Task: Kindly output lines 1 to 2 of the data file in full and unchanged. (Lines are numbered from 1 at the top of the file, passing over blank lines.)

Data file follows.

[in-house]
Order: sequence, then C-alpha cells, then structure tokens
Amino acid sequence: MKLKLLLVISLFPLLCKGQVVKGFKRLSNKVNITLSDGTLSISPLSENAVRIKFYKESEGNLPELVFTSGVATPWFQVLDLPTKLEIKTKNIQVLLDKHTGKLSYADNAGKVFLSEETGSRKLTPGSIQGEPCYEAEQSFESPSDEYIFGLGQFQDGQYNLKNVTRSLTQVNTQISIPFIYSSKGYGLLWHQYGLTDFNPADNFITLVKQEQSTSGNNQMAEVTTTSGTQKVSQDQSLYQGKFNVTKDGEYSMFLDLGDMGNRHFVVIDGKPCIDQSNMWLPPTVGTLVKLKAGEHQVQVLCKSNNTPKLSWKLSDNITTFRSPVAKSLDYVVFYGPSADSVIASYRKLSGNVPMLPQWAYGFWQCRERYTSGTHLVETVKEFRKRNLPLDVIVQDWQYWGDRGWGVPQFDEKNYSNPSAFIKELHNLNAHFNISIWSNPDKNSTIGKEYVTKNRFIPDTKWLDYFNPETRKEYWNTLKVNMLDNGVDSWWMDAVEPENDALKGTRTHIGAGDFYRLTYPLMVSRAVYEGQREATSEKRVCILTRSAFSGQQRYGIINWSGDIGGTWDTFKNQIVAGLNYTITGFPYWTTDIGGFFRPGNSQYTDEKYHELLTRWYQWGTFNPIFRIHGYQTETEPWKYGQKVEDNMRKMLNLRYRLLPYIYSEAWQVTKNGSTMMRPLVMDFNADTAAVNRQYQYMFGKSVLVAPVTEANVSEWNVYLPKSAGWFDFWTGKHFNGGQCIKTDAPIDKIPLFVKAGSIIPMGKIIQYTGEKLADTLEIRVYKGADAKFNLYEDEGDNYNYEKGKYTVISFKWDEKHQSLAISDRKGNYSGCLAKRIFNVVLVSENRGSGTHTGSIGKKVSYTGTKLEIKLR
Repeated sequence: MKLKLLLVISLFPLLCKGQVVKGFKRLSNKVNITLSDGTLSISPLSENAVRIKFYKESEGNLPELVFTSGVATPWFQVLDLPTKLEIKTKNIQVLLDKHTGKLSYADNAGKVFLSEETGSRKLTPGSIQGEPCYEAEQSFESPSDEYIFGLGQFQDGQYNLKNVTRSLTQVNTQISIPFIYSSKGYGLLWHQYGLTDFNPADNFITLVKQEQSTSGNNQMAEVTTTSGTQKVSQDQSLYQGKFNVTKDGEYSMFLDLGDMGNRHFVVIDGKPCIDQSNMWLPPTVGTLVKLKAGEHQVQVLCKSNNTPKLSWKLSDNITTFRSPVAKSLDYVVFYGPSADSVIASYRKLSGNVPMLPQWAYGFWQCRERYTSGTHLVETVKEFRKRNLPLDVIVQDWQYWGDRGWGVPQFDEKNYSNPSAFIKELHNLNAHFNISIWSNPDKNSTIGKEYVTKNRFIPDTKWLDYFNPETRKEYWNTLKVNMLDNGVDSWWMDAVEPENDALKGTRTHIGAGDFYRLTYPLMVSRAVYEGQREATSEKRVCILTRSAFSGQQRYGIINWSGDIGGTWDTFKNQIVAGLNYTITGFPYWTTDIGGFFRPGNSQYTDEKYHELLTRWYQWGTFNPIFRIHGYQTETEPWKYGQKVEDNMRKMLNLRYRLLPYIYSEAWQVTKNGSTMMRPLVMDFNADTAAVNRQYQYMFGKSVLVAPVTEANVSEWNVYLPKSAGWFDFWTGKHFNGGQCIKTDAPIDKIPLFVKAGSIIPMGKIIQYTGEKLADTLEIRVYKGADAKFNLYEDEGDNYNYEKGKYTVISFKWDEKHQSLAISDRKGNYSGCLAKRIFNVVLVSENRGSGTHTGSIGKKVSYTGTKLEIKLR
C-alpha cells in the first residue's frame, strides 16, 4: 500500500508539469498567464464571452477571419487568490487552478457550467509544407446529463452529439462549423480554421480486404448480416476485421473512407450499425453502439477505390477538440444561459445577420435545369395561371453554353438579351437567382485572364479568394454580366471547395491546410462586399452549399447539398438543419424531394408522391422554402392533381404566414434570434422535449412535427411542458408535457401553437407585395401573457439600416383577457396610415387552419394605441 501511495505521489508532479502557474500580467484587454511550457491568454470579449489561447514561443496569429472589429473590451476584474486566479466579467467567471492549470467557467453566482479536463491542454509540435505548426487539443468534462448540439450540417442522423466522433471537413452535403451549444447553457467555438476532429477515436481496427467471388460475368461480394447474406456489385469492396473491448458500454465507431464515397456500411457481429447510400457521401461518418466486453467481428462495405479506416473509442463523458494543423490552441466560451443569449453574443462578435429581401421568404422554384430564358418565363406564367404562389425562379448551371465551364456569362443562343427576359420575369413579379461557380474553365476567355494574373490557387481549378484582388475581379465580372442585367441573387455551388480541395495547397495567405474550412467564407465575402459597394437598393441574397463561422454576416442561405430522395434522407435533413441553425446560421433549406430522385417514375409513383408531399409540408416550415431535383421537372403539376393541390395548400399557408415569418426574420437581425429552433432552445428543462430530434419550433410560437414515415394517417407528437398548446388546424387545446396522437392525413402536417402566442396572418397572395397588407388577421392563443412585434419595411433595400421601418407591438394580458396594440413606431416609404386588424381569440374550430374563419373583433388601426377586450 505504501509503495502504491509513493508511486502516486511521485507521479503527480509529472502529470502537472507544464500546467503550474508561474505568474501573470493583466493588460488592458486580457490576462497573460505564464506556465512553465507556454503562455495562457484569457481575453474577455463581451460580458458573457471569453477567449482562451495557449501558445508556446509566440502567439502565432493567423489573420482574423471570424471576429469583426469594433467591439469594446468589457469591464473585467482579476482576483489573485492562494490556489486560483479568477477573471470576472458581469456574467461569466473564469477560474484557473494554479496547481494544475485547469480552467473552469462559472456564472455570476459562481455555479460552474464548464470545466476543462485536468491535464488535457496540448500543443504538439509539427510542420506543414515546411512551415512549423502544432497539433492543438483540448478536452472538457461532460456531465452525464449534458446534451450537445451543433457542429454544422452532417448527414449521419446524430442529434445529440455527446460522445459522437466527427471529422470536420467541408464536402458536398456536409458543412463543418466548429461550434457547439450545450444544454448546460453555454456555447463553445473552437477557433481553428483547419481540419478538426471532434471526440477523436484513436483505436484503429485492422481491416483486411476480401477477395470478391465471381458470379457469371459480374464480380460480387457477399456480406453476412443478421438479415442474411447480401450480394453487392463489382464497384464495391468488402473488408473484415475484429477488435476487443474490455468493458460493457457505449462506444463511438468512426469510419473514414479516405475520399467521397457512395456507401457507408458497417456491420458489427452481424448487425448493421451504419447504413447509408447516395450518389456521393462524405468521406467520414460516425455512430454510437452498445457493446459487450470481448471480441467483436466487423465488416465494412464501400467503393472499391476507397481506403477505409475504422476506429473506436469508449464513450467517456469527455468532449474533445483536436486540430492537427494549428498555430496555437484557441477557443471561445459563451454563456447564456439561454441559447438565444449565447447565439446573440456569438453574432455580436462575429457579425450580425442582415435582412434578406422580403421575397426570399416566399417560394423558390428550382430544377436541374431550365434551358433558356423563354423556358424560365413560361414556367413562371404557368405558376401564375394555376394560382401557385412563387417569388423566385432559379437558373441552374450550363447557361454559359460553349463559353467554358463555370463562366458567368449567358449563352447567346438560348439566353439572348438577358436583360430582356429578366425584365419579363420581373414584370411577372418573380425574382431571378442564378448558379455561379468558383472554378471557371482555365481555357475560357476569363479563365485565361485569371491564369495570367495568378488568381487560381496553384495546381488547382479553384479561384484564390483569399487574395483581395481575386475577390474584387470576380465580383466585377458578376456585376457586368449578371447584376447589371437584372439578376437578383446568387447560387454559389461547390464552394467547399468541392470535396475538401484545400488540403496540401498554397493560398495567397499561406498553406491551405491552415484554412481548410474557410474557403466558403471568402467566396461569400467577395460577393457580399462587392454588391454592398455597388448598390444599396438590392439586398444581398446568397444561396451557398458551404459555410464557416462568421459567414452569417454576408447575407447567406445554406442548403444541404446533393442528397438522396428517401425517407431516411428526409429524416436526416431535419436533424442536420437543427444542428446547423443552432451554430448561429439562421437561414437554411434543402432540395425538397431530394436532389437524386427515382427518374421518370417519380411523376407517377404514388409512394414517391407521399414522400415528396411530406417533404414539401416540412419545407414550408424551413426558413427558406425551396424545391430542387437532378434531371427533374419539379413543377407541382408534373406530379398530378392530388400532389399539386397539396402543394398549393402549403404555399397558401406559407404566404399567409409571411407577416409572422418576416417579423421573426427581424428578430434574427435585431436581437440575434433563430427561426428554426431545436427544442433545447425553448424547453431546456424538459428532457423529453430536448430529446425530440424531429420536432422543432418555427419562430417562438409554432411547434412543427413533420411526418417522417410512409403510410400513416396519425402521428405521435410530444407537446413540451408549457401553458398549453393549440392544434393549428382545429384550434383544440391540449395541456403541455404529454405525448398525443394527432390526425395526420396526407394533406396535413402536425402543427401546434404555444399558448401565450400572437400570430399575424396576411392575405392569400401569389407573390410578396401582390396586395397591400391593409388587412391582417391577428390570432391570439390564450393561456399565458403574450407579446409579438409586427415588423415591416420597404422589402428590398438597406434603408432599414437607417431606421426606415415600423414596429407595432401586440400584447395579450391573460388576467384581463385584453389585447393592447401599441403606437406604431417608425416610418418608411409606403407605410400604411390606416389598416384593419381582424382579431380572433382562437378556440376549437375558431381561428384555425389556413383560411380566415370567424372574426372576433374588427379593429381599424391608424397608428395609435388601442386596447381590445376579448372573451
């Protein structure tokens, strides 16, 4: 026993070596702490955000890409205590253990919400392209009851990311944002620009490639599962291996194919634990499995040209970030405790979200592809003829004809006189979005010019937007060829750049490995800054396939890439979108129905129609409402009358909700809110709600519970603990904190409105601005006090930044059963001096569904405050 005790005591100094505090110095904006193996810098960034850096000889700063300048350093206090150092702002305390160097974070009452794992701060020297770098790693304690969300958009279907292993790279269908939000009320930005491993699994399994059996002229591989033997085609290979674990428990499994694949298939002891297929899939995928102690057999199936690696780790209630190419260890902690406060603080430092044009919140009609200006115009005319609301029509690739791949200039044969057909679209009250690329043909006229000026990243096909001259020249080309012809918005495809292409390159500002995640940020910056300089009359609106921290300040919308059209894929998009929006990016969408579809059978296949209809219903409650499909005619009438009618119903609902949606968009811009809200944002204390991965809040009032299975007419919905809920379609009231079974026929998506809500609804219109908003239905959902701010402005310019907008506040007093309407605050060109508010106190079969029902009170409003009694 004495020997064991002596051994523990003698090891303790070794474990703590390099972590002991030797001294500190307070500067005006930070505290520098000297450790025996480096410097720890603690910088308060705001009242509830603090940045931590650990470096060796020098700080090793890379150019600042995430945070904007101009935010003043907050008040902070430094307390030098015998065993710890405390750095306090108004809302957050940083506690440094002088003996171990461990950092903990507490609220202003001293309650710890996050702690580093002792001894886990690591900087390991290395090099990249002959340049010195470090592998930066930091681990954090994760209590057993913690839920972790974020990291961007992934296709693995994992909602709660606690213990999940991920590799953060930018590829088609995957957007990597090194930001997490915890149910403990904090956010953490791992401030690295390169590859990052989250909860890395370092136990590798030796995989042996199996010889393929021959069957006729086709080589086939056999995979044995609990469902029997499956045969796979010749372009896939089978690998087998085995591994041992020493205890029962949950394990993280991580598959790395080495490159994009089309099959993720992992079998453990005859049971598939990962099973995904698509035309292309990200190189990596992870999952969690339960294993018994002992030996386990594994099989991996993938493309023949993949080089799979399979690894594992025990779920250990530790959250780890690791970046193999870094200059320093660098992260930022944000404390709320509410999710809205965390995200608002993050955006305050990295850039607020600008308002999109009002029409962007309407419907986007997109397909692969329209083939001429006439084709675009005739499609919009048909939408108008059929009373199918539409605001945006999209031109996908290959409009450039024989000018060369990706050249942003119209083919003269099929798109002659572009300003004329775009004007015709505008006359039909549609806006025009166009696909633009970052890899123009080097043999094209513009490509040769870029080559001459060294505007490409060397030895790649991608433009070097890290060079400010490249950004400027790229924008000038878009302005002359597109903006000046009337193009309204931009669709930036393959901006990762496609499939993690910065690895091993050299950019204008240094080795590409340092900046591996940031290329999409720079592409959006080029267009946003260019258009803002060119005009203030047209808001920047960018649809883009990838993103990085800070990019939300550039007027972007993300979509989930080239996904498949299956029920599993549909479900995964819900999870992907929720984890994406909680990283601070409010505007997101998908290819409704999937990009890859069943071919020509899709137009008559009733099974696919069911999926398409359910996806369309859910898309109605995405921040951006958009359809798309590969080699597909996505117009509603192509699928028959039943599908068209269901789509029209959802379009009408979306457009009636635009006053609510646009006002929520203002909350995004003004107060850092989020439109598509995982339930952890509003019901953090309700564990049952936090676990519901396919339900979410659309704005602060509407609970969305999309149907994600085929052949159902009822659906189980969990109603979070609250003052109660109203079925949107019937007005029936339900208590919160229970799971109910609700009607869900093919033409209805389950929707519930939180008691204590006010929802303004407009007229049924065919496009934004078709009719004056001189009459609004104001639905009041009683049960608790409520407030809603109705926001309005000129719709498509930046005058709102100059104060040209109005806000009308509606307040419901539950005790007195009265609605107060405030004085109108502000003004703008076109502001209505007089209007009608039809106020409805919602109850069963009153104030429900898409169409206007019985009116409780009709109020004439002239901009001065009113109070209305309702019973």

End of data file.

[in-house]
Order: sequence, then C-alpha cells, then structure tokens